The Federal Trade Commission put the spotlight on Google for anti-trust reasons back in 2012. Google managed to avoid any heavily damaging legal action by settling out of court and this particular issue was dropped. Recently the Wall Street Journal picked up an FTC report showing conflict over the course of legal action against Google and the nature of its business practices that had to be changed.
In the course of the FTC investigation nine million documents were collected and the agency leaned heavily towards pursuing legal action on the tech titan. One of the reasons stated that the company pushed a strategy that would see certain websites in “highly commercial categories” demoted and deprived of exposure. Basically, these sites could be pushed down in search results or out of the most visible positions altogether.
Another cause of concern was that Google had taken content from sites and used them in its own search results which would benefit Google more than the sites that the content was lifted from. The report cites content from popular such as Yelp and Amazon having content for product rankings taken and used in Google’s search results for the product. The companies complained about it to Google first and were threatened with removal from results.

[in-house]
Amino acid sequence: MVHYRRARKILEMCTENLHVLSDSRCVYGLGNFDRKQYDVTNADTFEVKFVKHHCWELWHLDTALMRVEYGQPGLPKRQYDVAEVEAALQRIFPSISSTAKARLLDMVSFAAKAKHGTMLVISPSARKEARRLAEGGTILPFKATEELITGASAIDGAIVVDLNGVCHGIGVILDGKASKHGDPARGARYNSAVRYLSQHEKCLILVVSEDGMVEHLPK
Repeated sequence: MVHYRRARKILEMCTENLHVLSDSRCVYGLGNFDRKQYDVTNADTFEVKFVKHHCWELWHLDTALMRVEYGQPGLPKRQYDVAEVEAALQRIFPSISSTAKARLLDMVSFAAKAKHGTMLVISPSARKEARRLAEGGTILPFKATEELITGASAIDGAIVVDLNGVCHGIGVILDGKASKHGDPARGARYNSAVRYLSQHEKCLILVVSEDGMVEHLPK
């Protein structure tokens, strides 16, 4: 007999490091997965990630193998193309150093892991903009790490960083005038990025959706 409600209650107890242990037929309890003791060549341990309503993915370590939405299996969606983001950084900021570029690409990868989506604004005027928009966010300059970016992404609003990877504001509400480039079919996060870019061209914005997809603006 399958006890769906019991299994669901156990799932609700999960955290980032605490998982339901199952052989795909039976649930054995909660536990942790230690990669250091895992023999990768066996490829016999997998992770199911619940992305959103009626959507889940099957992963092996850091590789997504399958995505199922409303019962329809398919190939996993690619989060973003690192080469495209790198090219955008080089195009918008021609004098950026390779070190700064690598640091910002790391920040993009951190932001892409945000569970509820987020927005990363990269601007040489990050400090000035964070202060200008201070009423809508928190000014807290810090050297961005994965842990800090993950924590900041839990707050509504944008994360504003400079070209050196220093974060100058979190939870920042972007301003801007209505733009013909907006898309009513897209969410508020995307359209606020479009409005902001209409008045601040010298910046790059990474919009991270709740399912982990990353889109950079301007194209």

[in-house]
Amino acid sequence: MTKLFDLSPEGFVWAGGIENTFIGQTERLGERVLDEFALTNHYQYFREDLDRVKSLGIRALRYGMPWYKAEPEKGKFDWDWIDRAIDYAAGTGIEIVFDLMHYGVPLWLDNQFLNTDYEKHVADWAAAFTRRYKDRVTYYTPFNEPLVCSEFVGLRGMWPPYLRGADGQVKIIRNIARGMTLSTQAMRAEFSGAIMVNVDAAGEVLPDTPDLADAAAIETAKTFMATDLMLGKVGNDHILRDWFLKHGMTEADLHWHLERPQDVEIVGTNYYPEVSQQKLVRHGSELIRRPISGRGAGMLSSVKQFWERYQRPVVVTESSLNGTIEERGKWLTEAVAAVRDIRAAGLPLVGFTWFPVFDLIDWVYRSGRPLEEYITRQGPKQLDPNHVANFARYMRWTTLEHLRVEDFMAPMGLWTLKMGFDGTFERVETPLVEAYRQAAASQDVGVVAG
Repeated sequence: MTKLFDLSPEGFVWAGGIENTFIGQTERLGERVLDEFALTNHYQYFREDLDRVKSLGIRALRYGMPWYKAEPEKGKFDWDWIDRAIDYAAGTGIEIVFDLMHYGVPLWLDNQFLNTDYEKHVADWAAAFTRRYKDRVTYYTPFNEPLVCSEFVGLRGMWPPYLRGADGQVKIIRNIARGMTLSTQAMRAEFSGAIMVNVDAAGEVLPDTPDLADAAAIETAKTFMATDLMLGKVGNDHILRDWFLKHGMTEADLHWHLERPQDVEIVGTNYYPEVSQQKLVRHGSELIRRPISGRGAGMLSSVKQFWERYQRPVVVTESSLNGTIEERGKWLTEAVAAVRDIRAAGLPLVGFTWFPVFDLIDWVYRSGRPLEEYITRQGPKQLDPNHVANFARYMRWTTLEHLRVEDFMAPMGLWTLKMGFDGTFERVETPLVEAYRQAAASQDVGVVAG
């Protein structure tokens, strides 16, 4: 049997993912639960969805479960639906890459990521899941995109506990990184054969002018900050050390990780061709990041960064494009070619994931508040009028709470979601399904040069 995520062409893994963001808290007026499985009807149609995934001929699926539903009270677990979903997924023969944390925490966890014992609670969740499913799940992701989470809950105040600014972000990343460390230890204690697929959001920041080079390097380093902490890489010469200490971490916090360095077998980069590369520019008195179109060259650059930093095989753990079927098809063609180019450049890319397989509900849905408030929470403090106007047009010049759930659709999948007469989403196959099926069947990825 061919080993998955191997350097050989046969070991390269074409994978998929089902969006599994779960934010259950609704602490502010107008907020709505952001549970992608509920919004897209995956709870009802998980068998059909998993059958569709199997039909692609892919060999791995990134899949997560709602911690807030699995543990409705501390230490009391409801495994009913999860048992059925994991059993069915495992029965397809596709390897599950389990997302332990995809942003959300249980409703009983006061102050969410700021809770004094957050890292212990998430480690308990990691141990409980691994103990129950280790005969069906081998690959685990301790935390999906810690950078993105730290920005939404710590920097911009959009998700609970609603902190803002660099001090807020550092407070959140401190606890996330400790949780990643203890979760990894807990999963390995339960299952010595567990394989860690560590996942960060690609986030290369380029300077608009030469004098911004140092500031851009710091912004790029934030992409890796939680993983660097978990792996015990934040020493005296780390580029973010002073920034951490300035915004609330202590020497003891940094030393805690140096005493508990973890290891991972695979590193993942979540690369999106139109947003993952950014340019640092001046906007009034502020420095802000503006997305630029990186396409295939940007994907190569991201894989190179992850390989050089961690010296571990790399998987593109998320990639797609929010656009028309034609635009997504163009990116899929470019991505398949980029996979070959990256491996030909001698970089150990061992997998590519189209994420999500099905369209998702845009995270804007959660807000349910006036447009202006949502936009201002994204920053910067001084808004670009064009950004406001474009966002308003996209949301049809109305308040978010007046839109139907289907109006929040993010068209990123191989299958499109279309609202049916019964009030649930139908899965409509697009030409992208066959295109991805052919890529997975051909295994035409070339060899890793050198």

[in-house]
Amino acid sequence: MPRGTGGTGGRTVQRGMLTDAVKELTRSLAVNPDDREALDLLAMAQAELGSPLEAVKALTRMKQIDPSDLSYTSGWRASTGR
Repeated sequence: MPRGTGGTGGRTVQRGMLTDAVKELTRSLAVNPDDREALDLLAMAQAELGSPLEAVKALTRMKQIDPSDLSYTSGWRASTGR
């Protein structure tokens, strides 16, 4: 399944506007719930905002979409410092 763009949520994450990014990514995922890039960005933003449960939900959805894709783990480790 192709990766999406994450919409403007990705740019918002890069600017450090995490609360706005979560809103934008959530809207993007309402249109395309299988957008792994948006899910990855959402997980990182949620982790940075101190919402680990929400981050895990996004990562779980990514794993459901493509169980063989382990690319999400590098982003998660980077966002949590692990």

The companies were bullied into backing down, but due to FTC pressure Google allowed the sites to opt out of having its products results featured. Google also refused to allow for data gained from its campaigns to be used on other search engine campaigns and actively blocked websites or dumped the sites lower in search results that did so. The FTC also got Google to end this practice.